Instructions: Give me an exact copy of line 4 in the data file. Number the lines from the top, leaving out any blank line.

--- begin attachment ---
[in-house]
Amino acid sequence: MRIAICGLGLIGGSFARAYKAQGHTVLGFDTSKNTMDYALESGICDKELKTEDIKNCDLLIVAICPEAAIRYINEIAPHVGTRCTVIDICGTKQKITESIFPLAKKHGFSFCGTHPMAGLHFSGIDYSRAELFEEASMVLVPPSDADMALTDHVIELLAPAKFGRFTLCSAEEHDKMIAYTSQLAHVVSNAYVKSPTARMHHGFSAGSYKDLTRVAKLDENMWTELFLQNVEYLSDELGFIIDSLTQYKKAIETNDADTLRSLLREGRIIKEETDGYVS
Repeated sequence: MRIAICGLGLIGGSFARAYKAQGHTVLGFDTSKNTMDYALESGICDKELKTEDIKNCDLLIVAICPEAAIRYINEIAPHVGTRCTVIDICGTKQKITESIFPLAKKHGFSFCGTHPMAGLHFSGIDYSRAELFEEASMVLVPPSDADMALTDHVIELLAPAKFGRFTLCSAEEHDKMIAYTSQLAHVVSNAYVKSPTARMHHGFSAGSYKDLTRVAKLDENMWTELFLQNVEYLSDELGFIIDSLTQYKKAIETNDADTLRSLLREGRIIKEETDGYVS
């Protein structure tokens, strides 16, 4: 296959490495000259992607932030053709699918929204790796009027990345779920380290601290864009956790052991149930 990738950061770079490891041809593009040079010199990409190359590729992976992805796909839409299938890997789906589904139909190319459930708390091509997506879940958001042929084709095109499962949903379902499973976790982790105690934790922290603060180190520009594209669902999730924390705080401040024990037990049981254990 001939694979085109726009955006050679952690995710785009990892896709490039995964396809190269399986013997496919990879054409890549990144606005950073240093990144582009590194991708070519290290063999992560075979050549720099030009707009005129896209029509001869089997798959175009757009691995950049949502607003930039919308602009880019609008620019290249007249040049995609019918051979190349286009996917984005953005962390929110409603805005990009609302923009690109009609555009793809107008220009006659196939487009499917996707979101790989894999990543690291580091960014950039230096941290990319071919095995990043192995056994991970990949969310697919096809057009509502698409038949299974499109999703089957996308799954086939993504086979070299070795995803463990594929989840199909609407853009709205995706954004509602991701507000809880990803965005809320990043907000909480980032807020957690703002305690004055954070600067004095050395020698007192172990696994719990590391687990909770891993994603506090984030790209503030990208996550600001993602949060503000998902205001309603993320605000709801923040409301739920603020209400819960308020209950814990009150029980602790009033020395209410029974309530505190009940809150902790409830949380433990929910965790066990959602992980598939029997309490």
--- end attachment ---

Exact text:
């Protein structure tokens, strides 16, 4: 296959490495000259992607932030053709699918929204790796009027990345779920380290601290864009956790052991149930 990738950061770079490891041809593009040079010199990409190359590729992976992805796909839409299938890997789906589904139909190319459930708390091509997506879940958001042929084709095109499962949903379902499973976790982790105690934790922290603060180190520009594209669902999730924390705080401040024990037990049981254990 001939694979085109726009955006050679952690995710785009990892896709490039995964396809190269399986013997496919990879054409890549990144606005950073240093990144582009590194991708070519290290063999992560075979050549720099030009707009005129896209029509001869089997798959175009757009691995950049949502607003930039919308602009880019609008620019290249007249040049995609019918051979190349286009996917984005953005962390929110409603805005990009609302923009690109009609555009793809107008220009006659196939487009499917996707979101790989894999990543690291580091960014950039230096941290990319071919095995990043192995056994991970990949969310697919096809057009509502698409038949299974499109999703089957996308799954086939993504086979070299070795995803463990594929989840199909609407853009709205995706954004509602991701507000809880990803965005809320990043907000909480980032807020957690703002305690004055954070600067004095050395020698007192172990696994719990590391687990909770891993994603506090984030790209503030990208996550600001993602949060503000998902205001309603993320605000709801923040409301739920603020209400819960308020209950814990009150029980602790009033020395209410029974309530505190009940809150902790409830949380433990929910965790066990959602992980598939029997309490």